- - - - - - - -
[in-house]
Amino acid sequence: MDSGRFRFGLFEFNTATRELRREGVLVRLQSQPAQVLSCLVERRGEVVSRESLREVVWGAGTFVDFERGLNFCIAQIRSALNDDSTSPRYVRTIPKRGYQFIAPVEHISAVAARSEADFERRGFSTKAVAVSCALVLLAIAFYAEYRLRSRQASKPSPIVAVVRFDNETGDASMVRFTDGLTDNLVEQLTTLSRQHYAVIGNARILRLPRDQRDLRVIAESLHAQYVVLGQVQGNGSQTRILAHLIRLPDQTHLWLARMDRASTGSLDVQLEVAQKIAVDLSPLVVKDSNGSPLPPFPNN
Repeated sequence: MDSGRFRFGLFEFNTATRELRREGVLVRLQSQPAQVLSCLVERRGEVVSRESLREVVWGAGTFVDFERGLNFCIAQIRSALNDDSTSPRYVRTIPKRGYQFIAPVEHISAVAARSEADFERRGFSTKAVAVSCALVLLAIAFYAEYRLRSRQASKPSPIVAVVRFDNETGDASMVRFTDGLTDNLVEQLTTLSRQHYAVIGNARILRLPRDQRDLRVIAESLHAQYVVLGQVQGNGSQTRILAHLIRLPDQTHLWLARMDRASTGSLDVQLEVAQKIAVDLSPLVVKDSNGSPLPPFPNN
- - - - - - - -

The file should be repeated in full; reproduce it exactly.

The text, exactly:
[in-house]
Amino acid sequence: MDSGRFRFGLFEFNTATRELRREGVLVRLQSQPAQVLSCLVERRGEVVSRESLREVVWGAGTFVDFERGLNFCIAQIRSALNDDSTSPRYVRTIPKRGYQFIAPVEHISAVAARSEADFERRGFSTKAVAVSCALVLLAIAFYAEYRLRSRQASKPSPIVAVVRFDNETGDASMVRFTDGLTDNLVEQLTTLSRQHYAVIGNARILRLPRDQRDLRVIAESLHAQYVVLGQVQGNGSQTRILAHLIRLPDQTHLWLARMDRASTGSLDVQLEVAQKIAVDLSPLVVKDSNGSPLPPFPNN
Repeated sequence: MDSGRFRFGLFEFNTATRELRREGVLVRLQSQPAQVLSCLVERRGEVVSRESLREVVWGAGTFVDFERGLNFCIAQIRSALNDDSTSPRYVRTIPKRGYQFIAPVEHISAVAARSEADFERRGFSTKAVAVSCALVLLAIAFYAEYRLRSRQASKPSPIVAVVRFDNETGDASMVRFTDGLTDNLVEQLTTLSRQHYAVIGNARILRLPRDQRDLRVIAESLHAQYVVLGQVQGNGSQTRILAHLIRLPDQTHLWLARMDRASTGSLDVQLEVAQKIAVDLSPLVVKDSNGSPLPPFPNN